Light reading

by Aaron Wherry

The government’s latest budget implementation bill—Bill C-13—measures 642 pages.

It is broken into 22 parts. In all, it impacts about two dozen acts of Parliament. Part 1 includes 27 different measures. Part 13 “amends the Judges Act to permit the appointment of two additional judges to the Nunavut Court of Justice.”

Here, again, is a young Stephen Harper lamenting the scourge of omnibus legislation.




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Light reading

  1. Young Steve Harper was complaining about an omnibus bill that contained many different unrelated measures.  In Bill C-13, the measures are all related.  In other words, young Steve was complaining about “apples”, and Bill C-13 consists of “oranges”.

    It is common practice in Canada to use omnibus legislation to amend the Criminal Code.  The 
    Criminal Law Amendment Act 1968-69 is even cited by Wikipedia as a famous example of omnibus legislation.  

    [CORRECTION: I mixed up Bill C-13 with the crime bill. My bad. MostlyCivil sets me straight below!]

    • “In Bill C-13, the measures are all related.  In other words, young Steve was complaining about “apples”, and Bill C-13 consists of “oranges”.

      Apples:
      Part 6 amends the Children’s Special Allowances Act and a regulation made under that Act respecting payments relating to children under care.

      Oranges:
      Part 9 provides for payments to be made to provinces, territories, municipalities, First Nations and other entities for municipal infrastructure improvements.

      Lemons: 
      Part 13 amends the Judges Act to permit the appointment of two additional judges to the Nunavut Court of Justice.

      Sour Grapes:
      Part 18 amends the Canada Elections Act to phase out quarterly allowances to registered parties.

      Cucumbers:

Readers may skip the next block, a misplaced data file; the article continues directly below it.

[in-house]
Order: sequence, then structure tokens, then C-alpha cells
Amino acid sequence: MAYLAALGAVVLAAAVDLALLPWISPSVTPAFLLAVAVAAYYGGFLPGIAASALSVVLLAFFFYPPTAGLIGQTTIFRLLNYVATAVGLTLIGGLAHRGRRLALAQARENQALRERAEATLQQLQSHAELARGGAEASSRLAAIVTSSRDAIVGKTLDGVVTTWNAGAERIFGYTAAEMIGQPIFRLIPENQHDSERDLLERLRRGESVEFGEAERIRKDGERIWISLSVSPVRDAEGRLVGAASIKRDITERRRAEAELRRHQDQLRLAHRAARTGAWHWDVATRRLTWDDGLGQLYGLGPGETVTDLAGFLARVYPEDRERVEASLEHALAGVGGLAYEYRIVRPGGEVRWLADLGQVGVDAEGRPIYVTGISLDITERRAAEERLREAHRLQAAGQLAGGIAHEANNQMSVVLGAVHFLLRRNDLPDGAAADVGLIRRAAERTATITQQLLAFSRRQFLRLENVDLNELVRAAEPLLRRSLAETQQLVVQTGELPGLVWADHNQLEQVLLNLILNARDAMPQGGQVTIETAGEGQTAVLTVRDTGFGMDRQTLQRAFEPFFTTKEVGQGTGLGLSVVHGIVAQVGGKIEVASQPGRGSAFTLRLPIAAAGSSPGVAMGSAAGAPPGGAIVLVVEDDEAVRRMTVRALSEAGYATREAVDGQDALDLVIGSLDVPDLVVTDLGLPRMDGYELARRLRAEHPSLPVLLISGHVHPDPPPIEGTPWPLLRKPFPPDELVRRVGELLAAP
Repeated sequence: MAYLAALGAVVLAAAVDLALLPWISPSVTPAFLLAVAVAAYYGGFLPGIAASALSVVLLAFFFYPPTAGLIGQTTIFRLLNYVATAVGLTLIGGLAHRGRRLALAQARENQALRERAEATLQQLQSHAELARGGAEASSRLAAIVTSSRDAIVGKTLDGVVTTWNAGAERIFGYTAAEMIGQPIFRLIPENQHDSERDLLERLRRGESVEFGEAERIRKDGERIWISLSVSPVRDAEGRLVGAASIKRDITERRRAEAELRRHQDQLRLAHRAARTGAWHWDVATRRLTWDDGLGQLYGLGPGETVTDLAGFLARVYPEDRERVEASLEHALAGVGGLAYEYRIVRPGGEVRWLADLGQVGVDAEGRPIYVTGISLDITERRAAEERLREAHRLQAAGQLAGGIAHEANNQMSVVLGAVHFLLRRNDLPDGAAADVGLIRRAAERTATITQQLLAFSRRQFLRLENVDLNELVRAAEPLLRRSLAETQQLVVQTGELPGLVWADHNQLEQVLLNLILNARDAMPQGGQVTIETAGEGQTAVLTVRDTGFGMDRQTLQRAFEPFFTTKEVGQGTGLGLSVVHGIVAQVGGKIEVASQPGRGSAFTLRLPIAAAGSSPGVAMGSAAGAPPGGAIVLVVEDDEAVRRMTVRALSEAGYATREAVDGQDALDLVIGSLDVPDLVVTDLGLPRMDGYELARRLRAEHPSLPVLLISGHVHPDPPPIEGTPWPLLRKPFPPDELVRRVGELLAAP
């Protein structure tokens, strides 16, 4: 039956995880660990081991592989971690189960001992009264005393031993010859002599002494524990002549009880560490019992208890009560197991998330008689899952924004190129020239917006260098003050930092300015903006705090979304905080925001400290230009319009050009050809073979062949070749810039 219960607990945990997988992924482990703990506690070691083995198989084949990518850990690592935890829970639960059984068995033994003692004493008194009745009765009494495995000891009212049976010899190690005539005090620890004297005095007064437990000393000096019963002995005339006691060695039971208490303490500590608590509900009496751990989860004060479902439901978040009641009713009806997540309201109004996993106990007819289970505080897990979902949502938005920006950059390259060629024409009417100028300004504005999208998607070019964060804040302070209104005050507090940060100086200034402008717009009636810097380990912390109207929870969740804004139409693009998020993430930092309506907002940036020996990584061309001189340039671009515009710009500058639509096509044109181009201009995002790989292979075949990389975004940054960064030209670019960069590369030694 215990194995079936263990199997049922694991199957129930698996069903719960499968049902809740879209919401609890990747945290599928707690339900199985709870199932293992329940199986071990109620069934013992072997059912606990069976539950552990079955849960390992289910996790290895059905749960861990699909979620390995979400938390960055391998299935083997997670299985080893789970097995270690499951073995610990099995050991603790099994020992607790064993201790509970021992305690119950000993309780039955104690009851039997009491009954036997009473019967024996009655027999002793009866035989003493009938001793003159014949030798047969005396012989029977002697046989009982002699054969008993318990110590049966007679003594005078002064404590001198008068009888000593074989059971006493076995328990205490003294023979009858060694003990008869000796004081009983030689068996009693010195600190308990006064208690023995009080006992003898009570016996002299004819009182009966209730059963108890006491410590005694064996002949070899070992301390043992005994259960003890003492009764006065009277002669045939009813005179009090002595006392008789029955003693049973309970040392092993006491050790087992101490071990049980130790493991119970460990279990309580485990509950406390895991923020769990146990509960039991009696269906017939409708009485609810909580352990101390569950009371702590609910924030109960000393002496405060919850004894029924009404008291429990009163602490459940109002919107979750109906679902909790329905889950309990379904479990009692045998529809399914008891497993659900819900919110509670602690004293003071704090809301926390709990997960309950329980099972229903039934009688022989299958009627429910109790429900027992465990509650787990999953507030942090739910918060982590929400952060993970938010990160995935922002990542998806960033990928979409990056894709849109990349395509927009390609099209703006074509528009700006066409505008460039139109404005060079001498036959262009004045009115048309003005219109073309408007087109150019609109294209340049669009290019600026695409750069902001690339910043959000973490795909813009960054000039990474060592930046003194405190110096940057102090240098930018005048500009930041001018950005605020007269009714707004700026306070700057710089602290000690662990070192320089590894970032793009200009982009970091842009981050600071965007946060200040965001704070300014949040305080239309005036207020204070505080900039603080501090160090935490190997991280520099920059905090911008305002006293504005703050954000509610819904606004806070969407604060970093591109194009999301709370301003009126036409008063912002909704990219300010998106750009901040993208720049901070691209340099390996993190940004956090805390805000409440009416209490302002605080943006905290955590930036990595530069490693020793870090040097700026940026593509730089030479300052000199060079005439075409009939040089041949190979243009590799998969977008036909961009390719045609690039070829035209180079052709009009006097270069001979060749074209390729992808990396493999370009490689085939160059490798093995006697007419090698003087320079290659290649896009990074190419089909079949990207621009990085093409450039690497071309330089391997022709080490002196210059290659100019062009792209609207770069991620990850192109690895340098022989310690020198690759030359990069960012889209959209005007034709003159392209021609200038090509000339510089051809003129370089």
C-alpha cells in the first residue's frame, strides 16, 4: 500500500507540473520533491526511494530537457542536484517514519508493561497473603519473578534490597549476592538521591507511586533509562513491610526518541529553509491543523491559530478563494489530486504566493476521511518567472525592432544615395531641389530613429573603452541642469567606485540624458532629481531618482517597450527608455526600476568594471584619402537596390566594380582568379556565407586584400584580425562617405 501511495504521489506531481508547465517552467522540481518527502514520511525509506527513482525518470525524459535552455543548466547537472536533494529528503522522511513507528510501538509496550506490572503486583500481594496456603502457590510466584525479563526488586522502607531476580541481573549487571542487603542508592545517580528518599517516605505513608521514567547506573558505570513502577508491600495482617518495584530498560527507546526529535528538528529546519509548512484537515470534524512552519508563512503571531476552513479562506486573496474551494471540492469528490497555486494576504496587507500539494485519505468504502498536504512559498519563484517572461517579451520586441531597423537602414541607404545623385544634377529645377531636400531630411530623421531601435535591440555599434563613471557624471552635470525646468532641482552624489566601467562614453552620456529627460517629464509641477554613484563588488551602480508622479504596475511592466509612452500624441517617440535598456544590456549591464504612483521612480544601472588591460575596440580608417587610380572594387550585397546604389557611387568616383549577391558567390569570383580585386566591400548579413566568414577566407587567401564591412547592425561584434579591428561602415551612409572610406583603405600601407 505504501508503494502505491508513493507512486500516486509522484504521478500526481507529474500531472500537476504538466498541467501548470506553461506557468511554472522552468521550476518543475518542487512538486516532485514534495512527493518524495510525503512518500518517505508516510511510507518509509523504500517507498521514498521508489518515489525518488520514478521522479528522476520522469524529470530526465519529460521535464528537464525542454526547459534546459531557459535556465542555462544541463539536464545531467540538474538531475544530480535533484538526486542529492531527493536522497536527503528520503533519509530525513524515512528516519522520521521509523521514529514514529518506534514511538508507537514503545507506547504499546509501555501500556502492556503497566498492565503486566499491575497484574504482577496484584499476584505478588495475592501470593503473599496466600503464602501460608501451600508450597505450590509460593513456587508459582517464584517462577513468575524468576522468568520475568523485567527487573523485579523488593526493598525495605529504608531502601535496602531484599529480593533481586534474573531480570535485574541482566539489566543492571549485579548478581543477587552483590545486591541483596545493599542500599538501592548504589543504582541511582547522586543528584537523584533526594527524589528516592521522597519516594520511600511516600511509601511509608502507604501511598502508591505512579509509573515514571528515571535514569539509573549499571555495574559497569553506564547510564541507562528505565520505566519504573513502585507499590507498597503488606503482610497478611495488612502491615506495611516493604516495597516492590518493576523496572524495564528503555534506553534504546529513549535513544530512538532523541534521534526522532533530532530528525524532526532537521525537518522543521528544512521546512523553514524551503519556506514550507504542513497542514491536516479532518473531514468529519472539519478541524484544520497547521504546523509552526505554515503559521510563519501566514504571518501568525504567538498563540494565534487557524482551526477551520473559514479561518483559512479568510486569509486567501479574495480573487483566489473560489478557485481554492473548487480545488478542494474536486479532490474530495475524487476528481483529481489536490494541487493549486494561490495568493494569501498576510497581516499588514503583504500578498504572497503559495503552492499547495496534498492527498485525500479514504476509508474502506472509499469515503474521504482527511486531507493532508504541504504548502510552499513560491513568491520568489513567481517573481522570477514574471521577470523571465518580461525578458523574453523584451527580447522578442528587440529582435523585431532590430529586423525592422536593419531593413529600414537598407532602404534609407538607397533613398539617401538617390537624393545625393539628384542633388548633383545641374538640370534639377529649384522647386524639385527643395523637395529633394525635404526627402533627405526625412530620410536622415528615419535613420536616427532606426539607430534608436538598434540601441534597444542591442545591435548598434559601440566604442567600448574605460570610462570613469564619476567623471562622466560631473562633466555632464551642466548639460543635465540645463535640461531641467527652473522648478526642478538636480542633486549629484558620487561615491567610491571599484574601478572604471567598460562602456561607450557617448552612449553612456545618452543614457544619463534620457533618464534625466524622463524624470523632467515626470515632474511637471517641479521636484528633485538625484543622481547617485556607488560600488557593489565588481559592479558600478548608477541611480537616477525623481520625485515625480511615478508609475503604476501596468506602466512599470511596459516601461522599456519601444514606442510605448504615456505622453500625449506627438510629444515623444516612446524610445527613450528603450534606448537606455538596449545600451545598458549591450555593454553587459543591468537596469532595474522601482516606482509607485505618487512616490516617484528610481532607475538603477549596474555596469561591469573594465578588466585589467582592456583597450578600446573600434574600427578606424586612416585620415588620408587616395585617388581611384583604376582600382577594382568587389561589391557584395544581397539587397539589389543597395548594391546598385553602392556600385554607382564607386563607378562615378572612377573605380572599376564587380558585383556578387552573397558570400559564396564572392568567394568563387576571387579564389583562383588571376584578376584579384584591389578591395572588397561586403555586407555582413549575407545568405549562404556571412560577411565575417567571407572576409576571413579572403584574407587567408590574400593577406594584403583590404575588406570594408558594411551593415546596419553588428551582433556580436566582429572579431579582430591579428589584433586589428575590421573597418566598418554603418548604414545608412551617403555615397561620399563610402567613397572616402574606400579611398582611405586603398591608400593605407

Part 19 amends the Special Retirement Arrangements Act to permit the reservation of pension contributions…

      Spare tires:
      Part 20 amends the Motor Vehicle Safety Act to allow residents of Canada to temporarily import a rental vehicle from the United States for up to 30 days…

      Pork chops:
      Part 21 amends the Federal-Provincial Fiscal Arrangements Act to clarify the legislative framework pertaining to payments under tax agreements entered into with provinces under Part III.1 of that Act.

      The only way they’re all related is that they’re all in the same piece of legislation.

      • You’re absolutely right.  I stand corrected.  I read a summary of the wrong bill. Mea culpa.

        Bill C-13 really is an example of omnibus legislation involving multiple unrelated subjects, and Wherry is absolutely right to call attention to Harper’s previous aversion to omnibus bills as an example of inconsistency between young Steve and PM Stephen.

        • Way to take responsibility for yourself, Crit!  I admire that.

          • Thanks, Jenn! It was a stupid, hasty mistake, because I didn’t take the time to click on Wherry’s link to the bill.

            Bill C-13 was the Conservative crime bill from a few years ago.  I relied on memory instead of taking the time to follow the link to the current Bill C-13, which (as Wherry said in his blog post, another thing I missed) is a budget implementation bill.

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